I recently had an opportunity to talk with Hooman Majd, an expert on Iran-U.S. affairs and author of bestsellers The Ayatollah Begs to Differ and The Ayatollah’s Democracy. His new book, The Ministry of Guidance Invites You to Not Stay, will be published on November 5. Majd is also a contributor to many publications and appears frequently on various television networks to discuss Iranian affairs.
He also recently went to Geneva to cover the P5+1 talks. Below is our interview.
AMIR SALEHZADEH: Some argue that the election of President Hassan Rouhani is a new beginning for Iran, or at least a new opportunity to resolve the diplomatic impasse between Iran and the West. Do you think that argument is true? Why is there a change in tone?
HOOMAN MAJD: I definitely agree. It's an opportunity. Not that there haven’t been opportunities in the past, but with Rouhani there is such a difference in tone and rhetoric from the past, and the kind of administration he’s put together is promising in terms of ability and reasonableness, or moderation as he puts it. I think with a certain reasonableness, there is opportunity for progress on the nuclear front and other issues facing Iran.
When you had someone, like former President Ahmadinejad, who denied the Holocaust and talked about 9/11 conspiracy theories, the impression was that he was an unreasonable person, someone impossible to do business with. So a nuclear deal seemed out of reach, and the obstinacy of his administration in international affairs in general made it impossible for anything to get done.
But I think there is a real desire for a solution to the nuclear issue on Iran’s part. The truth is that the Iranians are much more exhausted than we are over this issue, and want to resolve what’s been ongoing for more than a decade, and what has been a part of their daily lives for that long (in terms of sanctions, the economy, isolation from the West, etc.).
Compared to the last election, almost all Iranians viewed the recent presidential election as fair. Rouhani was the one candidate who was by far the most reform-minded. He ran on the slogan of “change” and the slogan of “hope” and on being able to conclude a nuclear deal and promised to get Iran back to business. So he has a mandate and the Iranian people expect him to deliver.
That being said, I don’t think they’re not going to cave and close down their nuclear program just because we tell them to. They want to be treated like any other country, as equals in any negotiation.
AS: You were in Geneva for the recent P5+1 talks. Do you think those talks are going anywhere? What sort of concessions is Iran willing to make?
HM: Yes I was, last week. I went as a journalist, with NBC News, and I guess we had as much of a front row seat as is possible with these things.
Again, at least the tone and mood coming out of the talks was better than ever before. The Iranian team came in with a real proposal that was detailed, and according to other parties, significant. I would say that one should be somewhat optimistic at this point.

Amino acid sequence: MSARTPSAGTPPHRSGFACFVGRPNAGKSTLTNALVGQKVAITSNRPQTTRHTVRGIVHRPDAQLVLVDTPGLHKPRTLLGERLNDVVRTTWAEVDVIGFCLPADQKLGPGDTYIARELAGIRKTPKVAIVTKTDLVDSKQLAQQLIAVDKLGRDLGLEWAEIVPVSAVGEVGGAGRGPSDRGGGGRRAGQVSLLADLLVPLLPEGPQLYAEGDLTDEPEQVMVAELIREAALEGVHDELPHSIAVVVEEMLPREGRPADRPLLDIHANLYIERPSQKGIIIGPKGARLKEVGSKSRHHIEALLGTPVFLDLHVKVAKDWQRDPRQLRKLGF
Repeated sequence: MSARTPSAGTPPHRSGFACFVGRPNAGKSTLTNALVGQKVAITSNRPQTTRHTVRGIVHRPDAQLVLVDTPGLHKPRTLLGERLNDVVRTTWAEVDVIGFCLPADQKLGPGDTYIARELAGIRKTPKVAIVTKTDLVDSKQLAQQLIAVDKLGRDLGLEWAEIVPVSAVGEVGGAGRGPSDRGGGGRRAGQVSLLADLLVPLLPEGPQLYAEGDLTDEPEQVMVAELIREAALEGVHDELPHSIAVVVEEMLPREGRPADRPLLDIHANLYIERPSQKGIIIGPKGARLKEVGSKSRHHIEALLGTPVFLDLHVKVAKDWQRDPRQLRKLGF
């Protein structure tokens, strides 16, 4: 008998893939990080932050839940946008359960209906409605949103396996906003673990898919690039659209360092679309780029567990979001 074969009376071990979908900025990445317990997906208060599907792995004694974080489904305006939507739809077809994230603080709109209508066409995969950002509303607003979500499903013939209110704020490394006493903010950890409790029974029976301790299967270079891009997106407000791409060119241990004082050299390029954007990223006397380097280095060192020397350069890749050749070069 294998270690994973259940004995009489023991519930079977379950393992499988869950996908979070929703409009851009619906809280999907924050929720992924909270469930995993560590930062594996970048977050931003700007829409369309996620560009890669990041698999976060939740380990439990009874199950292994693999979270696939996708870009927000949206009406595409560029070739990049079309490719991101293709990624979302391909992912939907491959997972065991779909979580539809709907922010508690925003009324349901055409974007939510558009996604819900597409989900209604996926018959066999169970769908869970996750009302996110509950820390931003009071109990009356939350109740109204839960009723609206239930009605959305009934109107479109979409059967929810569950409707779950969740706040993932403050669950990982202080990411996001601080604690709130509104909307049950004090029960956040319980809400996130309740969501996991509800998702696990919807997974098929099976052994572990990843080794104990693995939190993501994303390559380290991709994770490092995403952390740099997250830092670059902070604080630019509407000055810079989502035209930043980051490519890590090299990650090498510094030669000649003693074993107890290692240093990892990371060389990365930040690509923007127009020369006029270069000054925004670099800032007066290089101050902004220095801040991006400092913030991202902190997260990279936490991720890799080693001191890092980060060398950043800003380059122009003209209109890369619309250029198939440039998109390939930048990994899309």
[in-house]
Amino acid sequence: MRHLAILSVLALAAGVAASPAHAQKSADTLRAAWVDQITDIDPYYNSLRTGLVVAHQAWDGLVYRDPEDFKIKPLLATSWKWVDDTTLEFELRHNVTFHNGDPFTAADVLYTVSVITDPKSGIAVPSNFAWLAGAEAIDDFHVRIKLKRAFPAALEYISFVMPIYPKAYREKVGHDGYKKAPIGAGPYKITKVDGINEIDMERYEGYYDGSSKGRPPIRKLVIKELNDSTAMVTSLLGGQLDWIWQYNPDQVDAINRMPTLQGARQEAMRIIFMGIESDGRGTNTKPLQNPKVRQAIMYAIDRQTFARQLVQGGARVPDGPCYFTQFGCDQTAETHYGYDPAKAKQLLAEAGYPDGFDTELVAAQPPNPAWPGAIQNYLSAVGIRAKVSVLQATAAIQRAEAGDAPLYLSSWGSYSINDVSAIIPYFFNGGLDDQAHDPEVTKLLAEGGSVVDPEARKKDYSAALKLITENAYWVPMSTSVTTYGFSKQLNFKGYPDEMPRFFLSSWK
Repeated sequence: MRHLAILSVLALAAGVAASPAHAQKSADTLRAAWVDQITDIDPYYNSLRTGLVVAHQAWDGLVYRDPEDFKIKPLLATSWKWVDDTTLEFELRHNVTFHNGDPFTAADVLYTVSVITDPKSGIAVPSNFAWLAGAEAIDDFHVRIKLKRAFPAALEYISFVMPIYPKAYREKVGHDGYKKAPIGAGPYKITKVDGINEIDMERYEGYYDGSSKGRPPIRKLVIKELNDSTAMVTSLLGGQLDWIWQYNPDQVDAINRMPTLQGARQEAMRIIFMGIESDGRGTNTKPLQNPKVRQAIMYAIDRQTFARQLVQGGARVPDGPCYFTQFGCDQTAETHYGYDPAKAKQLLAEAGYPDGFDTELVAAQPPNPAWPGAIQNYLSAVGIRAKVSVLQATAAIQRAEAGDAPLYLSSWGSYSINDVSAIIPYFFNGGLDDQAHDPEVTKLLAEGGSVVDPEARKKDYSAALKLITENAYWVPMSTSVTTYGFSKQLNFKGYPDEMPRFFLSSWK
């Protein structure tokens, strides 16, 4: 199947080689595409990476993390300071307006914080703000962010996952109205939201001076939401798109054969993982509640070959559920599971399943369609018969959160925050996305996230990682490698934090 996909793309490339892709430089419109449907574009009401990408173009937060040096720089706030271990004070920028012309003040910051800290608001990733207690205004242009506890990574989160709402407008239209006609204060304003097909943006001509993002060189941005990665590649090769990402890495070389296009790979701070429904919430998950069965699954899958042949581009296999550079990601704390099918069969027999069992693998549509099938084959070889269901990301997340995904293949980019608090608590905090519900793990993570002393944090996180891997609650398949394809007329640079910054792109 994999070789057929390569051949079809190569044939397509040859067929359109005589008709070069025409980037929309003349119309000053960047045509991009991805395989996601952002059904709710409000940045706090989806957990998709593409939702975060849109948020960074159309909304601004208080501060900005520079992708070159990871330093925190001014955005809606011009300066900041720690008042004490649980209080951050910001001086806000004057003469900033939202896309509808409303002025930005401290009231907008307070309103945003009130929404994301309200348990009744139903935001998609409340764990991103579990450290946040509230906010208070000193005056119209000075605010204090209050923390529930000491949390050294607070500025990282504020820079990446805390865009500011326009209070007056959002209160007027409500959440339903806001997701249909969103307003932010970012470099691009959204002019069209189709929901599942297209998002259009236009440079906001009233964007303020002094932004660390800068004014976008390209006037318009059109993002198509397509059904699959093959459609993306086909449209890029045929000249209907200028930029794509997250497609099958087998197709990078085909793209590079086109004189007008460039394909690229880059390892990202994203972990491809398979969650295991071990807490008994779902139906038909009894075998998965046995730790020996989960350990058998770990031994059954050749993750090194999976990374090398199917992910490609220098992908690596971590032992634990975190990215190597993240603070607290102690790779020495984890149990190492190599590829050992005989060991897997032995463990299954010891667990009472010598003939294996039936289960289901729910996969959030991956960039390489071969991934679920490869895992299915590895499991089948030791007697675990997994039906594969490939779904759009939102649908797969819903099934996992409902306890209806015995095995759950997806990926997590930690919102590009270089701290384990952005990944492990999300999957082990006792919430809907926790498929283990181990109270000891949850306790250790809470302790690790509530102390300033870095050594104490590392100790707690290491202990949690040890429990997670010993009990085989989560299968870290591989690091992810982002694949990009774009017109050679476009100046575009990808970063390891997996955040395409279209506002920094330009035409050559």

That the parties set the dates for the next round of negotiations so soon is another positive outcome this time. [The P5+1 will sit down again with Iran in the same place just three weeks later, on November 7 and 8.] I assume that in the next round the Iranians will want to get some sort of response to the plan they presented last week.
I don’t think Iran will agree to permanently shutter any nuclear sites necessarily, but they are probably willing to concede quite a bit beyond that. They’re probably willing to concede the 20% enriched uranium; the only reason they enriched at that level themselves is because they argued, rightly actually, that the international community would not sell them fuel rods for the Tehran reactor that required 20% enriched uranium.
But at some point they don’t really need to enrich to 20% anymore. They have enough fuel for that reactor for years now, and that 20% enrichment is a big concern of the West. I believe that they’re also probably willing to compromise on the number of kilograms of enriched uranium they store. It’s speculation at this point, though, since details of the proposal are being kept secret.
In my opinion, the Fordow nuclear site, which the West wants closed and dismantled, is a tough one; the reason they built it is because they are being constantly threatened by a military attack — so they’ll want a site that is somewhat impervious to a military attack. They may restrict the number of centrifuges or the amount and level of enrichment, but I doubt they’ll mothball the plant, at least not while for the U.S. and Israel “all options are on the table”.
AS: There is a lot of patriotism and nationalism surrounding the nuclear issue. How will that factor in?